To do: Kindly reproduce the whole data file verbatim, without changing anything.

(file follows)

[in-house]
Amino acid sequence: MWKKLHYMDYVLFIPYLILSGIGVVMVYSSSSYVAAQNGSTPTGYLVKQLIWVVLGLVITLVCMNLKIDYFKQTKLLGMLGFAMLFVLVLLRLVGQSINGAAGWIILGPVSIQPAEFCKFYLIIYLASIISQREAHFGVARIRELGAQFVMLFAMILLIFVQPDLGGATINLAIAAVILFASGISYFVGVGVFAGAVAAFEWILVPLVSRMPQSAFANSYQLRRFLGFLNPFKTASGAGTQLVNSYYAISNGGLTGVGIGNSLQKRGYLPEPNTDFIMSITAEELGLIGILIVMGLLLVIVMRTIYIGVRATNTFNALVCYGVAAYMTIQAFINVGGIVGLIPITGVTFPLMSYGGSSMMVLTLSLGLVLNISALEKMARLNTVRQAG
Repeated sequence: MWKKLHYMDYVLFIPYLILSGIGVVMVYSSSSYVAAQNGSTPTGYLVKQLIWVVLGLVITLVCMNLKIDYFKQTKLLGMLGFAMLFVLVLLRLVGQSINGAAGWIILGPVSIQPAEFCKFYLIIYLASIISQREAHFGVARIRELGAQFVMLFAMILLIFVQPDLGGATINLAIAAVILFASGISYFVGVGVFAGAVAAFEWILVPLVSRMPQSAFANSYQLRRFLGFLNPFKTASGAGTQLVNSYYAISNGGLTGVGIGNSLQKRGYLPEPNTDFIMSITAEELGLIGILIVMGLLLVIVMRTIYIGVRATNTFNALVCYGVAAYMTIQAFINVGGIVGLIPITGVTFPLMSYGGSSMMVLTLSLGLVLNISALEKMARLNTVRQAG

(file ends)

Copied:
[in-house]
Amino acid sequence: MWKKLHYMDYVLFIPYLILSGIGVVMVYSSSSYVAAQNGSTPTGYLVKQLIWVVLGLVITLVCMNLKIDYFKQTKLLGMLGFAMLFVLVLLRLVGQSINGAAGWIILGPVSIQPAEFCKFYLIIYLASIISQREAHFGVARIRELGAQFVMLFAMILLIFVQPDLGGATINLAIAAVILFASGISYFVGVGVFAGAVAAFEWILVPLVSRMPQSAFANSYQLRRFLGFLNPFKTASGAGTQLVNSYYAISNGGLTGVGIGNSLQKRGYLPEPNTDFIMSITAEELGLIGILIVMGLLLVIVMRTIYIGVRATNTFNALVCYGVAAYMTIQAFINVGGIVGLIPITGVTFPLMSYGGSSMMVLTLSLGLVLNISALEKMARLNTVRQAG
Repeated sequence: MWKKLHYMDYVLFIPYLILSGIGVVMVYSSSSYVAAQNGSTPTGYLVKQLIWVVLGLVITLVCMNLKIDYFKQTKLLGMLGFAMLFVLVLLRLVGQSINGAAGWIILGPVSIQPAEFCKFYLIIYLASIISQREAHFGVARIRELGAQFVMLFAMILLIFVQPDLGGATINLAIAAVILFASGISYFVGVGVFAGAVAAFEWILVPLVSRMPQSAFANSYQLRRFLGFLNPFKTASGAGTQLVNSYYAISNGGLTGVGIGNSLQKRGYLPEPNTDFIMSITAEELGLIGILIVMGLLLVIVMRTIYIGVRATNTFNALVCYGVAAYMTIQAFINVGGIVGLIPITGVTFPLMSYGGSSMMVLTLSLGLVLNISALEKMARLNTVRQAG